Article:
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  • Writer's pictureGermán Villalobos

What you can do to finance your projects

Updated: Oct 27, 2022

By: Germán Villalobos

“So, what do you suggest could be the best way to funding the robots and the other automation equipment?” That was the question the CEO of an intensive labor processes company asked me just after we finished to choose, evaluate, and approve the technical and economic feasibility of a new production system, needed to renewal a production contract from its best and larger customer. This has been a frequent question from many accounts I have developed for more than 30 years in the robotics and automation field, and the answer to that question is what I want to share in my following notes.

This notes about financing Capital Assets are based in the goal of investing in the best technology required to increase sales and revenue or reduce waste and costs, and not as a Risk-based Approach used commonly by corporate controllers’ approach, which is important of course, but we agreed that the big risk is in to lose the best customer which means a large portion of the operation of the company. I mean, this is in finding the best way to fund the investment in Capital Assets from the CEO or CFO approach of capital structure. Let’s start answering that important question.

Sources of funding

The following are the most common sources of money for companies:

  1. Loans: for the lender’s perspective, this are low risk investment because they are usually secured in many forms, receiving their pay back in monthly basis or as contracted.

  2. Bonds: Is also a debt like the loans and receive pay back first, just after loans.

  3. Preferred Stocks: these are stocks that can be considered debt because have priority in receiving their money back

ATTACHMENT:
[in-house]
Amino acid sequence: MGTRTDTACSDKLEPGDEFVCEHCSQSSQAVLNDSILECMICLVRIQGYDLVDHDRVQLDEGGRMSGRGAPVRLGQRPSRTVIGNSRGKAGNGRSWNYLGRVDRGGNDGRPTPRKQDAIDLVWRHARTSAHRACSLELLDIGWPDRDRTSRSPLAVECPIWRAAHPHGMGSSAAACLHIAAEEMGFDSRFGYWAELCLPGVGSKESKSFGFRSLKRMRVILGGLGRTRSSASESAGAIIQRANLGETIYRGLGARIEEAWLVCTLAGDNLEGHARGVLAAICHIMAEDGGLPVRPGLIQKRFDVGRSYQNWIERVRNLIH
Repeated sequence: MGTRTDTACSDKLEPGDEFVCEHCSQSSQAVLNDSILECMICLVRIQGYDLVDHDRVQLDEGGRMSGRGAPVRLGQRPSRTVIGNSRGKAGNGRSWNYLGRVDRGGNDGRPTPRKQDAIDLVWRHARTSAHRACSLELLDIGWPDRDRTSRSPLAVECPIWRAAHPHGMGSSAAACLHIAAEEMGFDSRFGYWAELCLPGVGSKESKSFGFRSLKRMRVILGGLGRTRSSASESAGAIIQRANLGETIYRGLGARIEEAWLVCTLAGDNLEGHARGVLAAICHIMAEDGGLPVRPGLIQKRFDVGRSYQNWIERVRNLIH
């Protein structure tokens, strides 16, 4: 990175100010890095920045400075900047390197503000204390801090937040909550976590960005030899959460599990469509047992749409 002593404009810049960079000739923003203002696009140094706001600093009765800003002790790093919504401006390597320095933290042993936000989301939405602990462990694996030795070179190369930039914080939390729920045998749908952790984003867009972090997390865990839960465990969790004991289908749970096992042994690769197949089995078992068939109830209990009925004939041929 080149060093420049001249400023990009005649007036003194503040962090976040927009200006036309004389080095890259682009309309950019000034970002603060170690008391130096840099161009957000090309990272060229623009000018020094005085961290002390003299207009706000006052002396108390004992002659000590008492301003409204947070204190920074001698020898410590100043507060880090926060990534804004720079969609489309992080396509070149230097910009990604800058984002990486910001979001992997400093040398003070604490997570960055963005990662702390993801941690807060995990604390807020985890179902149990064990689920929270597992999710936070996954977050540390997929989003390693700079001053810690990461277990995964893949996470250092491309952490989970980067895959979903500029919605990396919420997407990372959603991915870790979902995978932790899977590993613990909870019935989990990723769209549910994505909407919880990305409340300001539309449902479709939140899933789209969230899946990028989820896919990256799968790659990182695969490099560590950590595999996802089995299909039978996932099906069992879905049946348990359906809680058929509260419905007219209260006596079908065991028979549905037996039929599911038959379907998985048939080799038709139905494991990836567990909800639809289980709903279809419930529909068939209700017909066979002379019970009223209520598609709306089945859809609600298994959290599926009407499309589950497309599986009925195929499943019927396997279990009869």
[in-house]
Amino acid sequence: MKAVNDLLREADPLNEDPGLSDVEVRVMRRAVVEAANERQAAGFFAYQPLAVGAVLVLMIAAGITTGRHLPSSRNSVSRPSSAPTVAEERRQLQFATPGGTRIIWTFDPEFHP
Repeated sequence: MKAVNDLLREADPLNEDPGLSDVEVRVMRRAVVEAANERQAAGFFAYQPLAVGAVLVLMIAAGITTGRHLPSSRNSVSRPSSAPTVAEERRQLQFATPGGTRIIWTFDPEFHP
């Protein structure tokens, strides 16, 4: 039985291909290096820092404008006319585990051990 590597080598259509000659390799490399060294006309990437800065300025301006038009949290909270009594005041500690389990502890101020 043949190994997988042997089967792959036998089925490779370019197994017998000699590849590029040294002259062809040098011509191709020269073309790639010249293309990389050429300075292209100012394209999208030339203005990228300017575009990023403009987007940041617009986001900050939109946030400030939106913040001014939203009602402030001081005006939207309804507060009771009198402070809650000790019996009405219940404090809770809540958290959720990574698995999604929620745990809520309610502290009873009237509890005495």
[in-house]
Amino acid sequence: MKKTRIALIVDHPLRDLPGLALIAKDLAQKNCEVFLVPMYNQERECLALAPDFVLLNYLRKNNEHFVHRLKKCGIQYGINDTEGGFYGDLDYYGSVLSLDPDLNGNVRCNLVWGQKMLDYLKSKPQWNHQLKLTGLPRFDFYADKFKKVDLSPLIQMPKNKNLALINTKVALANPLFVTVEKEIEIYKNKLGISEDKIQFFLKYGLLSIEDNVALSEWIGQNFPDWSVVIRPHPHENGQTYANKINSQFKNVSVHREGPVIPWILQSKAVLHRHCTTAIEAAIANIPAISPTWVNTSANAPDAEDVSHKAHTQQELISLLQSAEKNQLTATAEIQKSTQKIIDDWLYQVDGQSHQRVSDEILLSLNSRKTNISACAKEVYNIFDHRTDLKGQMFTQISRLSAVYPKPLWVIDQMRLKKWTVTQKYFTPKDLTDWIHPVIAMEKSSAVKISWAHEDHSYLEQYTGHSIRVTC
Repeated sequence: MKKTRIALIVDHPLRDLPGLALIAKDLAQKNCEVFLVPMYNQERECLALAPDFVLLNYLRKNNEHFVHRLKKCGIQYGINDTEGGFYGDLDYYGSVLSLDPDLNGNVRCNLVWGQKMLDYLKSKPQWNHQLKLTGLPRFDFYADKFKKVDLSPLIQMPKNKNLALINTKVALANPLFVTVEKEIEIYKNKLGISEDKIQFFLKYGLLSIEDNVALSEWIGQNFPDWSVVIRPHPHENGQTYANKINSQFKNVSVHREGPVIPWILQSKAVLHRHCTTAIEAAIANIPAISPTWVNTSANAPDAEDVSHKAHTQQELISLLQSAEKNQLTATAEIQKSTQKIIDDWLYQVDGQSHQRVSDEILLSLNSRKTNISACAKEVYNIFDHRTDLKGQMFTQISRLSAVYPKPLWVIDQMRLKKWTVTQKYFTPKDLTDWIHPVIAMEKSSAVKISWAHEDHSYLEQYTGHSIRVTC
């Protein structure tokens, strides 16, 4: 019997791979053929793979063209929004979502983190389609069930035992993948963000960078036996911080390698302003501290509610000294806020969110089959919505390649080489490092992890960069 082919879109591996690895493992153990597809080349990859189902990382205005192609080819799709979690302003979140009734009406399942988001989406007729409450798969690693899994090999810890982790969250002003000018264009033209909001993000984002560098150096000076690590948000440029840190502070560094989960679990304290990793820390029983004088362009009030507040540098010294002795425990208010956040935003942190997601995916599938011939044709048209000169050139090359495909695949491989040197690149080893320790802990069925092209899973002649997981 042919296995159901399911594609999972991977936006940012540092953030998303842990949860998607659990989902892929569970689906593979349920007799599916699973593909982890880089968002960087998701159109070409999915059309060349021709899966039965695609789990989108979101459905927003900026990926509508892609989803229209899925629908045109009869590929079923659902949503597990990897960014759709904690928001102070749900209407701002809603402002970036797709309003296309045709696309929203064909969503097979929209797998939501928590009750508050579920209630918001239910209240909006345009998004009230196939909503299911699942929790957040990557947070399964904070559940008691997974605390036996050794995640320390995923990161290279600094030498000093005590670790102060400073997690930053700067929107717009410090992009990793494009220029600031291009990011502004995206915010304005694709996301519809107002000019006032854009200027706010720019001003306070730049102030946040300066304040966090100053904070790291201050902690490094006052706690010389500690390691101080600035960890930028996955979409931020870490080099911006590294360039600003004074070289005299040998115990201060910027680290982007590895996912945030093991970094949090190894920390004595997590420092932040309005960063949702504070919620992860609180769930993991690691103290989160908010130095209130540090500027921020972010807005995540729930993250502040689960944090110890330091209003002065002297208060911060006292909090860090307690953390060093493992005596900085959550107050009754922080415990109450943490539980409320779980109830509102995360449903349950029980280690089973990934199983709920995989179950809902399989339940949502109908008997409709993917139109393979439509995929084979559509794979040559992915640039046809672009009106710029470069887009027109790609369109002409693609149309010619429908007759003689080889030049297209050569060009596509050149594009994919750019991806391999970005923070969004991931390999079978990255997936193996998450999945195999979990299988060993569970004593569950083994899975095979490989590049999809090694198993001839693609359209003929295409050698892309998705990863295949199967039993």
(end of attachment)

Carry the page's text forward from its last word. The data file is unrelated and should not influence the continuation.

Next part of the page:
4. Common Stock: for the stockholder’s perspective, they are in bigger risk than the above due to the last ones to receive their money back, and that is why they get bigger earning as an award of bigger risks.

It is all about risks. The loan holders get paid first in case of any problem, then the bondholders, then the preferred stockholders and finally the common stockholders, the later are who get better return associated to higher risk and therefore are the most expensive from the company point of view. It is also important to say that the common stockholders’ earnings are in function of the company’s earnings, sharing profit and losses.

As said before, preferred stocks look like equity but are structured more like debt, because there is a payment every month that the company must pay, as any debt. In this way, we can see that loans and bonds are less expensive from the company perspective, and with good guarantee, the cost could be even attractively lower.

Capital Structure

The Capital Structure refers to the proportion of debt and equity employed by the firm to fund its operations and finance its assets. The structure is usually expressed as a debt-to-equity ratio.

Debt and equity are used to fund a business operation, capital expenditure, acquisitions, and other investment.

The optimal capital structure of a firm is found when the proportion of debt and equity is in the Lowest Weighted Average Cost of Capital (WACC). To understand and better use of WACC, we have first to estimate the cost of capital. The discount rate used in Discounted Cash Flow (DCF) valuation is based on the cost of capital. Another way to describe the cost of capital is the opportunity cost of making an investment in a business.

To better analyze the information, I will share some cases based on different projects:

Another way to say capital structure is what makes up debt and equity that will maximize the firm value

It is important to say that the riskier or more uncertain the company and the riskier or more uncertain de project the higher the WACC. Therefore, the goal of management is to invest in productive projects with positive returns that maximize shareholders value.

Net Present Value to Evaluate Projects Feasibility

The Discounted Cash Flow (DCF) is a common valuation method used to estimate the value of an investment based on its expected future cash flow, based on the concept of the time value of money. The DCF analysis helps to assess the viability of a project or investment via calculation the present value of an expected future cash flow, using a discount rate, which is the interest rate to determine the present value of future cash flow. Comparing the present value of future cash flow with the actual investment we get the Net present Value (NPV).